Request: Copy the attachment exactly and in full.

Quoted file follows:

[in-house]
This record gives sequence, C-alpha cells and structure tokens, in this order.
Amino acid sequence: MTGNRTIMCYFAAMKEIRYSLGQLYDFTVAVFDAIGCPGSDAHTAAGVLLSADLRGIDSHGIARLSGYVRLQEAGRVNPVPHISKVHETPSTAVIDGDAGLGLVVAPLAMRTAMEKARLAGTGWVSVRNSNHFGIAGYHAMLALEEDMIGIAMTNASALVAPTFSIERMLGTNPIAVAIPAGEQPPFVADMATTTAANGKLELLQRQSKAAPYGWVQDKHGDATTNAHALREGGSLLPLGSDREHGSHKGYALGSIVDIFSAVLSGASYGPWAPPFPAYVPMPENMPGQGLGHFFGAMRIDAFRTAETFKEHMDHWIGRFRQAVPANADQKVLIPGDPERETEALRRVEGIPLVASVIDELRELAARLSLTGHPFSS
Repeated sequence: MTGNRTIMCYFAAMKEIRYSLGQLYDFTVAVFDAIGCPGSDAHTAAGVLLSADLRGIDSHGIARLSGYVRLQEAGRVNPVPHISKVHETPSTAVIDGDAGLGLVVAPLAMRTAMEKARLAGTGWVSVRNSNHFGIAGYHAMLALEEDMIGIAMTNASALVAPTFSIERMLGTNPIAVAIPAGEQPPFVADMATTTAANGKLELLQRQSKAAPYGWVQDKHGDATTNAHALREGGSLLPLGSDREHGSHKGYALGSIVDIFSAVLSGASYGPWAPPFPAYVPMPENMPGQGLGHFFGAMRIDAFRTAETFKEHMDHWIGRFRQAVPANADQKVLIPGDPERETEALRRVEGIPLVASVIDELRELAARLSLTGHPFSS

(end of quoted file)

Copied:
[in-house]
This record gives sequence, C-alpha cells and structure tokens, in this order.
Amino acid sequence: MTGNRTIMCYFAAMKEIRYSLGQLYDFTVAVFDAIGCPGSDAHTAAGVLLSADLRGIDSHGIARLSGYVRLQEAGRVNPVPHISKVHETPSTAVIDGDAGLGLVVAPLAMRTAMEKARLAGTGWVSVRNSNHFGIAGYHAMLALEEDMIGIAMTNASALVAPTFSIERMLGTNPIAVAIPAGEQPPFVADMATTTAANGKLELLQRQSKAAPYGWVQDKHGDATTNAHALREGGSLLPLGSDREHGSHKGYALGSIVDIFSAVLSGASYGPWAPPFPAYVPMPENMPGQGLGHFFGAMRIDAFRTAETFKEHMDHWIGRFRQAVPANADQKVLIPGDPERETEALRRVEGIPLVASVIDELRELAARLSLTGHPFSS
Repeated sequence: MTGNRTIMCYFAAMKEIRYSLGQLYDFTVAVFDAIGCPGSDAHTAAGVLLSADLRGIDSHGIARLSGYVRLQEAGRVNPVPHISKVHETPSTAVIDGDAGLGLVVAPLAMRTAMEKARLAGTGWVSVRNSNHFGIAGYHAMLALEEDMIGIAMTNASALVAPTFSIERMLGTNPIAVAIPAGEQPPFVADMATTTAANGKLELLQRQSKAAPYGWVQDKHGDATTNAHALREGGSLLPLGSDREHGSHKGYALGSIVDIFSAVLSGASYGPWAPPFPAYVPMPENMPGQGLGHFFGAMRIDAFRTAETFKEHMDHWIGRFRQAVPANADQKVLIPGDPERETEALRRVEGIPLVASVIDELRELAARLSLTGHPFSS